One common misconception is that the compression wear used by athletes will also keep you warm. Compression wear constricts against your skin which in turn causes blood to flow to come to the surface of your skin and the surrounding muscles (the reason why athletes wear it) which will make you feel warm. This is actually only psychological – your body is actually losing heat.
What bits need warming up?
Where on your body should you keep warm? Well, “everywhere” is the correct answer here, but the act of paddling and fishing does keep your upper body active so you may not need quite so much focus on these areas. What you do need to pay particular attention to is the parts of you that aren't active and don't get used as much, such as your legs and your feet.
You can keep your legs warm with a long john type thermal or technical wear under a pair of good paddle pants. I wear the Sharkskin long johns under my NRS paddle pants, which together keep me both warm and dry.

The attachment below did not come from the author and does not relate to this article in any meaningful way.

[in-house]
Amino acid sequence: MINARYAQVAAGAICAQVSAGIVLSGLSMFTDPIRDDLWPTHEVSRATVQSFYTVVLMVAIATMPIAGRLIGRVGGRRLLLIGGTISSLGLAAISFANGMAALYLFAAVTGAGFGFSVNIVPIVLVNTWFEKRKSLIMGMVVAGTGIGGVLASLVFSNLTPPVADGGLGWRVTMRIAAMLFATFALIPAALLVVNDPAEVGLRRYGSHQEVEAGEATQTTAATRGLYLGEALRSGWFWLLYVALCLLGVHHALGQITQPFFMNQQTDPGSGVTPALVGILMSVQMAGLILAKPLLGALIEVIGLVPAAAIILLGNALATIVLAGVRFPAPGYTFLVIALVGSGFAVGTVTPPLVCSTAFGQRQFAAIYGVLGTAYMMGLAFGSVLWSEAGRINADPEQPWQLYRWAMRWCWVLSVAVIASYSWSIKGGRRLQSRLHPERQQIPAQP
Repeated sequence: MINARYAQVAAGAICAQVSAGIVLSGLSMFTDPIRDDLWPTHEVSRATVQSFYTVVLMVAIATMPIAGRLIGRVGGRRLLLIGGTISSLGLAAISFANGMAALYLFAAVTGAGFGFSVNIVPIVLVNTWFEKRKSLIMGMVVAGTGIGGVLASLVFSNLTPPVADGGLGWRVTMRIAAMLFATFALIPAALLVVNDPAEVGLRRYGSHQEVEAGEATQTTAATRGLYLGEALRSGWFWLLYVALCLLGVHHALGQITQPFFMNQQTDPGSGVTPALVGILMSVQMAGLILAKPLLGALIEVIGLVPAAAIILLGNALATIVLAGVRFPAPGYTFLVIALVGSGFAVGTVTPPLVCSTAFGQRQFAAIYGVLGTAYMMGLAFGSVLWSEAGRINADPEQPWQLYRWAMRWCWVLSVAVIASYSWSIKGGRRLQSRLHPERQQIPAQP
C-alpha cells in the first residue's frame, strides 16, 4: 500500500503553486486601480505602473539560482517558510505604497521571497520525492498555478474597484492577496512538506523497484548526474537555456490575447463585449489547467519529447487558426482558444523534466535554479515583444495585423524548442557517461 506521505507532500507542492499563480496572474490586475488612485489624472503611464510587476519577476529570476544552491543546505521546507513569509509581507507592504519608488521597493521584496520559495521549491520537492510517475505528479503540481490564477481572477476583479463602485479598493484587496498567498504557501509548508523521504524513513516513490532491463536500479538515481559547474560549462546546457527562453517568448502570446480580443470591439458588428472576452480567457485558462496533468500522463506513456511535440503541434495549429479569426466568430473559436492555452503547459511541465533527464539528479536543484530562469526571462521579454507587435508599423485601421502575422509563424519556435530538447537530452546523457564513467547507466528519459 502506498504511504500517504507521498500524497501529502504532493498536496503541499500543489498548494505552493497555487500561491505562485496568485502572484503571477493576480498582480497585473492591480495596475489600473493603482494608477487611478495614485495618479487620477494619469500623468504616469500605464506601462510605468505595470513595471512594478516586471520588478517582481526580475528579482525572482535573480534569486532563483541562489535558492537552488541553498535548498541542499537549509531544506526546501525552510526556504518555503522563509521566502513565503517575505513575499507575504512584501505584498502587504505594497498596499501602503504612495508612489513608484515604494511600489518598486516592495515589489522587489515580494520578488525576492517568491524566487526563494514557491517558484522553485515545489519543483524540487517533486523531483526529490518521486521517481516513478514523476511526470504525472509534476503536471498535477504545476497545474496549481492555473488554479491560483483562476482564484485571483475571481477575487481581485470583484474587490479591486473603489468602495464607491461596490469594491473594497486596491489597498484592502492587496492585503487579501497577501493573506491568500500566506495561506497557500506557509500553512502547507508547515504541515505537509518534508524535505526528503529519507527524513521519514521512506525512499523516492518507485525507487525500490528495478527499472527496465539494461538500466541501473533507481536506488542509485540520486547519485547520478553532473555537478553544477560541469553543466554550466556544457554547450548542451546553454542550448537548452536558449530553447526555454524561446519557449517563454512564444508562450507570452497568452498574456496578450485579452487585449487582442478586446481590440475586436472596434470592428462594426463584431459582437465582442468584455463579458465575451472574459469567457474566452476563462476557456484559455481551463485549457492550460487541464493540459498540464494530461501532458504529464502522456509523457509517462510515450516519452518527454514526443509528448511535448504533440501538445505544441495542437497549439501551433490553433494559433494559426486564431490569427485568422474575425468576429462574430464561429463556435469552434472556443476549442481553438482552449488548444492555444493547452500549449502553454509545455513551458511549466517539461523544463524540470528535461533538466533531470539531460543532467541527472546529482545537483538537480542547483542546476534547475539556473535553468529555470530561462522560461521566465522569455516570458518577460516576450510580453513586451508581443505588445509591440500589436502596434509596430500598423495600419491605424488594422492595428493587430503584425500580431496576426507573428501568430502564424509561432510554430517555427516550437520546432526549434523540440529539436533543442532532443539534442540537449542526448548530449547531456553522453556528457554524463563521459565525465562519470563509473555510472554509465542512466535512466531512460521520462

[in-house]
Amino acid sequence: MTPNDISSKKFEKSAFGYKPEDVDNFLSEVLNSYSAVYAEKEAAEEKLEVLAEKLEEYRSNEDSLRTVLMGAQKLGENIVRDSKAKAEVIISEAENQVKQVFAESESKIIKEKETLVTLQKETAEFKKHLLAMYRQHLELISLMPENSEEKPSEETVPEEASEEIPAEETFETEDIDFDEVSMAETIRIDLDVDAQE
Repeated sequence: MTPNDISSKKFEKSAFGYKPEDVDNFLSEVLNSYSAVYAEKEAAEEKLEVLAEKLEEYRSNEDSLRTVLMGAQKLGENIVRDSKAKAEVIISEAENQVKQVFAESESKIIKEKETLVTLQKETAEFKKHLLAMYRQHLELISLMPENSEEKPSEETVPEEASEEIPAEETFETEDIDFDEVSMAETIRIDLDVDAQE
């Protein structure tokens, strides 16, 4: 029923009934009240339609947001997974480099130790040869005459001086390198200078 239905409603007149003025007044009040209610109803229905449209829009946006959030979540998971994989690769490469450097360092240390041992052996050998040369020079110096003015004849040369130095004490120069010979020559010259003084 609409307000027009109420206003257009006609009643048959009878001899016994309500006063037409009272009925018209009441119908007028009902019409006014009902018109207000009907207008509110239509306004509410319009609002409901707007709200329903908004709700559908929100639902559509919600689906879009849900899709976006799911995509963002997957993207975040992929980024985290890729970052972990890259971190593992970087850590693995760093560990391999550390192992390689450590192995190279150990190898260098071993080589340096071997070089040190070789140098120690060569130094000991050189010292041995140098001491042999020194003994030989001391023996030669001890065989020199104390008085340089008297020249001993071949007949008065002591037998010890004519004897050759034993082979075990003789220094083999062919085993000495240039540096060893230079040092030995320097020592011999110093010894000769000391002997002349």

I definitely suffered cold feet (literally!) during my first few seasons. My feet always got wet launching my kayak and then I just couldn't keep them warm. I was just wearing standard dive booties but then got told about wearing a good pair of wool socks under my boots. That worked wonders – even though they were wet they were able to keep me warm. Then I found the Sharkskin socks and they work even better, but if you don’t want the outlay at least try wool socks.
Your face is another area that, once the rest of your body is fully covered, it will start to feel the cold and the wind chill. A neck gator is fine or better still (and what I use) is a buff. This will stop some of the wind and give you an insulating layer. The buff I use is the same one I use all year round but there are thicker winter versions available too. The other advantage of the buff is that it offers UV protection too so protects you from sunburn – yes, you can still get burnt by the winter sun.
Lastly, don't forget your head. Your head is a huge outlet for heat, even more so for those of us who are a little thin up top. In the winter throw on a beanie, you can get them in good fluorescent colours these days so you will still be visible from a safety point of view. If you don't want to wear a beanie and want to stick with your cap etc there are also skull cap options in both thermal or technical wear that you can wear under your normal head wear.